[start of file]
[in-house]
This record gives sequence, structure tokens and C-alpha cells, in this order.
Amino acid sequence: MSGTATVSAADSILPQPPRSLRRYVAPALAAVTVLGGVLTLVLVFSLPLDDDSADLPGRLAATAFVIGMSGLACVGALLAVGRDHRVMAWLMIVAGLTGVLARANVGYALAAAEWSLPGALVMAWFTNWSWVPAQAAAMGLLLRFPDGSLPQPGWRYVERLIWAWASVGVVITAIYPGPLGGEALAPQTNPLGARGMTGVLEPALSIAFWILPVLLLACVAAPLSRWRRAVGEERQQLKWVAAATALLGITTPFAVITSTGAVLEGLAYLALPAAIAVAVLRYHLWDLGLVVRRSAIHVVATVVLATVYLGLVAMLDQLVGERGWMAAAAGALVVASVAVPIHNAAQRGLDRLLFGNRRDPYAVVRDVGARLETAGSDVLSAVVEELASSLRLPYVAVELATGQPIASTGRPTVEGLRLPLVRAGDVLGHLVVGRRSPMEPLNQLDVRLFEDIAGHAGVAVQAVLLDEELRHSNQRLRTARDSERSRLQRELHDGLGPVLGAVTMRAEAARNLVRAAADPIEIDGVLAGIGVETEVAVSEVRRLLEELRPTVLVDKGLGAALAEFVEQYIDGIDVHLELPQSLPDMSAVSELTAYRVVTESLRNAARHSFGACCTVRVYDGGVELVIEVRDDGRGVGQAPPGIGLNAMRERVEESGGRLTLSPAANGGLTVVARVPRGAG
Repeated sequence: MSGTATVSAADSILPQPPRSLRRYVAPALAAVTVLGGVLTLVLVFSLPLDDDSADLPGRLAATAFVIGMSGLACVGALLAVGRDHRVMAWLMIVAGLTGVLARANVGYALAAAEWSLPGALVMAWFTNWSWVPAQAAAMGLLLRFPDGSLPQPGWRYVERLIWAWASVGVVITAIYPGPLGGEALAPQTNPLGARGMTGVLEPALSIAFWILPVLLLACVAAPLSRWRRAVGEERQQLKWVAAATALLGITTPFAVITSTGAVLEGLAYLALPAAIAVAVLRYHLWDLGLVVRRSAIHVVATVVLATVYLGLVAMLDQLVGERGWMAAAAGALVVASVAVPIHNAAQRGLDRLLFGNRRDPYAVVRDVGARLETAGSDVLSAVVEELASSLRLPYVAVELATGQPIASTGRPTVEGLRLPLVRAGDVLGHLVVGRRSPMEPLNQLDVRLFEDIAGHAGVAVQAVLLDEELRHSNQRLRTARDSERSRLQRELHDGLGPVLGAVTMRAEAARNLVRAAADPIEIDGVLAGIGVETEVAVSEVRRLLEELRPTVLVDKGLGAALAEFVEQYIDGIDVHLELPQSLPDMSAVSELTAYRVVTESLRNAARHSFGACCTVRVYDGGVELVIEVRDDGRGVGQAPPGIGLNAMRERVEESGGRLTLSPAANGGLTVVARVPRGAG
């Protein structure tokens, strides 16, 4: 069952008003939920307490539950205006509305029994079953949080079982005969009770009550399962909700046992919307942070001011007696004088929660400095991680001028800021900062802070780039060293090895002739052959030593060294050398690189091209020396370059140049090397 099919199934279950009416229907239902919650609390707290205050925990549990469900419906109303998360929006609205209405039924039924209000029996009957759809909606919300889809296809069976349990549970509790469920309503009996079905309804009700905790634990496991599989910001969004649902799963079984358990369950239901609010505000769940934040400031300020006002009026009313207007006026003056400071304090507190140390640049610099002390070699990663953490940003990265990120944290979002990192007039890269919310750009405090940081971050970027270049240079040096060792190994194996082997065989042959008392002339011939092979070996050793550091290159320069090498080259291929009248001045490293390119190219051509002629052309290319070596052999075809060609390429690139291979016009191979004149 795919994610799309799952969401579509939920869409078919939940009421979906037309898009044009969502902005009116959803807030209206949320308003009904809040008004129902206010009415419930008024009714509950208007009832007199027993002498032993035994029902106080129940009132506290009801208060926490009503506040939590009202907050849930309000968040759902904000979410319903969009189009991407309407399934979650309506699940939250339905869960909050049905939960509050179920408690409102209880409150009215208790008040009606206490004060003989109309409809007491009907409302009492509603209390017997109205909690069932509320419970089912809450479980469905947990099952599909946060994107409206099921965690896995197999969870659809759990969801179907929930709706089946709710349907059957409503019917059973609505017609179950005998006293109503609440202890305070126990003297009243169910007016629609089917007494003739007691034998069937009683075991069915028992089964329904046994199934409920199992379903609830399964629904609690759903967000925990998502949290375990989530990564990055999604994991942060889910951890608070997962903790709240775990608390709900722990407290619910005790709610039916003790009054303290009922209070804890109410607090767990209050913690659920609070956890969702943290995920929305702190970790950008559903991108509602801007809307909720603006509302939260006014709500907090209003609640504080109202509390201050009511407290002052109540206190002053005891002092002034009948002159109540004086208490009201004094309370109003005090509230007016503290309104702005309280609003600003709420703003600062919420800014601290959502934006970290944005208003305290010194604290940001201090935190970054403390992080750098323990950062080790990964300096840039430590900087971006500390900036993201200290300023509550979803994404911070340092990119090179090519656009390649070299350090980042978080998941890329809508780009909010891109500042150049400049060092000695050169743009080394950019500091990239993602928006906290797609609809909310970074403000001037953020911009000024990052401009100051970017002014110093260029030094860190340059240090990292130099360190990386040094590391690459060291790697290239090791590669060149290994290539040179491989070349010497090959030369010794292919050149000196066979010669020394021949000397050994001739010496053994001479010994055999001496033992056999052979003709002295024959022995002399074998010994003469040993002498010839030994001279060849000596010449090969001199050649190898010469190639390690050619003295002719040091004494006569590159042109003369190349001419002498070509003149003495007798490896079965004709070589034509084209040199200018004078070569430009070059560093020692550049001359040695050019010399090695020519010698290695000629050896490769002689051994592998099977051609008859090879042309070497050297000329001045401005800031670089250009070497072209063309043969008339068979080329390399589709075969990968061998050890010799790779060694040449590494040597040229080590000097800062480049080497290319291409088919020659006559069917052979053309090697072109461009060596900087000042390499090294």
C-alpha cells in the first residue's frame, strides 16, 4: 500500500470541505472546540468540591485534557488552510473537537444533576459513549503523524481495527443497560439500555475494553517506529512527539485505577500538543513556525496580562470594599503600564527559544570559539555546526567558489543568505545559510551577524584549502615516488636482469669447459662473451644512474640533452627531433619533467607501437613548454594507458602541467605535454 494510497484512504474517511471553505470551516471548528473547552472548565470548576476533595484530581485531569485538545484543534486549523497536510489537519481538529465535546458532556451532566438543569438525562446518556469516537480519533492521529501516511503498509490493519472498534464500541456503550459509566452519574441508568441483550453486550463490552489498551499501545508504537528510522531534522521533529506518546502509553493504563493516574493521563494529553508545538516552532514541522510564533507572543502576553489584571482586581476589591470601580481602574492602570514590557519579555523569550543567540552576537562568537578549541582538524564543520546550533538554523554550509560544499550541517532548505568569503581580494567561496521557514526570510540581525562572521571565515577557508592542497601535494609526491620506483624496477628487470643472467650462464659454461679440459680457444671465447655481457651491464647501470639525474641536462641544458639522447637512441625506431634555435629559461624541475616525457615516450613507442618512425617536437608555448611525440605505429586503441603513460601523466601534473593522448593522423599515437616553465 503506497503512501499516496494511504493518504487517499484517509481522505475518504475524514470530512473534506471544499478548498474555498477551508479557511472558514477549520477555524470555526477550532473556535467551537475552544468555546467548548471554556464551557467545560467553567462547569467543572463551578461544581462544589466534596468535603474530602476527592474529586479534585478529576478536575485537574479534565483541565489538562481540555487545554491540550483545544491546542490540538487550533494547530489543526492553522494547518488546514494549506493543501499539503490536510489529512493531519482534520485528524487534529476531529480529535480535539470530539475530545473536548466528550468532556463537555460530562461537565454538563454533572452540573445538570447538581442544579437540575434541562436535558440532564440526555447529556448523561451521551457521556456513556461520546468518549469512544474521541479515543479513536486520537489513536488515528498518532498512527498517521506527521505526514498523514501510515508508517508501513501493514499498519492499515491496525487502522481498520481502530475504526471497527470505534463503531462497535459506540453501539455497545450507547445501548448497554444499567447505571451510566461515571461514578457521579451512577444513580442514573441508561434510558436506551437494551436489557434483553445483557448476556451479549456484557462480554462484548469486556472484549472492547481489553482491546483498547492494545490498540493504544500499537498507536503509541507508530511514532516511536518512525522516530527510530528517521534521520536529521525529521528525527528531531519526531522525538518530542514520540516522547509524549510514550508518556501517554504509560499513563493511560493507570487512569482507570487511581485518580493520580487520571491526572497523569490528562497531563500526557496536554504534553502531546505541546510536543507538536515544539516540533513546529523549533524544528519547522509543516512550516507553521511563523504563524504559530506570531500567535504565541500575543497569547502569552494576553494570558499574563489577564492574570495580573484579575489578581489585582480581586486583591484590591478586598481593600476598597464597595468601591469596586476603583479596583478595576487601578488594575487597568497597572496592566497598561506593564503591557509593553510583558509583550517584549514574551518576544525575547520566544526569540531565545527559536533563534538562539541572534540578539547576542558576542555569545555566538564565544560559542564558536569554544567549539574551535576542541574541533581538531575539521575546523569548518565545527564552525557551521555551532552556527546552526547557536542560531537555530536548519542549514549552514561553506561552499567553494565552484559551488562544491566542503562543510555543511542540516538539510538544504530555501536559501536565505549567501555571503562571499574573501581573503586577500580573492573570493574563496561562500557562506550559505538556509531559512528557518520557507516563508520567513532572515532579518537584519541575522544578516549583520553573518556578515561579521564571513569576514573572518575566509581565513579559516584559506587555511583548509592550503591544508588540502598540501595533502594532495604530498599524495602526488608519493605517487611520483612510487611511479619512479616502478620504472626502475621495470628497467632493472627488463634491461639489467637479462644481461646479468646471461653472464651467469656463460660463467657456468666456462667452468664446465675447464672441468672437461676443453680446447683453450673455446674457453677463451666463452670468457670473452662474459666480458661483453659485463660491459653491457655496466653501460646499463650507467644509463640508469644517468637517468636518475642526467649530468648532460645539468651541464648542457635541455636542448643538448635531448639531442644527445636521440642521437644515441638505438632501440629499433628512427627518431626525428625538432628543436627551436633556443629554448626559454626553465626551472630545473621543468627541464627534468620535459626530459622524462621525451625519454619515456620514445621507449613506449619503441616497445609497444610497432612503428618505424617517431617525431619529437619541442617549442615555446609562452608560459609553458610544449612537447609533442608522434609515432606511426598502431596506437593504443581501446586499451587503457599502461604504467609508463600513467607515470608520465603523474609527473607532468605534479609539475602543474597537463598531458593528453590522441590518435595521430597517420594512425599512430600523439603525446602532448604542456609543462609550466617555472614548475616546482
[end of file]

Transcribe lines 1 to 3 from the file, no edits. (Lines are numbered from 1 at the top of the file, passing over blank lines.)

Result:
[in-house]
This record gives sequence, structure tokens and C-alpha cells, in this order.
Amino acid sequence: MSGTATVSAADSILPQPPRSLRRYVAPALAAVTVLGGVLTLVLVFSLPLDDDSADLPGRLAATAFVIGMSGLACVGALLAVGRDHRVMAWLMIVAGLTGVLARANVGYALAAAEWSLPGALVMAWFTNWSWVPAQAAAMGLLLRFPDGSLPQPGWRYVERLIWAWASVGVVITAIYPGPLGGEALAPQTNPLGARGMTGVLEPALSIAFWILPVLLLACVAAPLSRWRRAVGEERQQLKWVAAATALLGITTPFAVITSTGAVLEGLAYLALPAAIAVAVLRYHLWDLGLVVRRSAIHVVATVVLATVYLGLVAMLDQLVGERGWMAAAAGALVVASVAVPIHNAAQRGLDRLLFGNRRDPYAVVRDVGARLETAGSDVLSAVVEELASSLRLPYVAVELATGQPIASTGRPTVEGLRLPLVRAGDVLGHLVVGRRSPMEPLNQLDVRLFEDIAGHAGVAVQAVLLDEELRHSNQRLRTARDSERSRLQRELHDGLGPVLGAVTMRAEAARNLVRAAADPIEIDGVLAGIGVETEVAVSEVRRLLEELRPTVLVDKGLGAALAEFVEQYIDGIDVHLELPQSLPDMSAVSELTAYRVVTESLRNAARHSFGACCTVRVYDGGVELVIEVRDDGRGVGQAPPGIGLNAMRERVEESGGRLTLSPAANGGLTVVARVPRGAG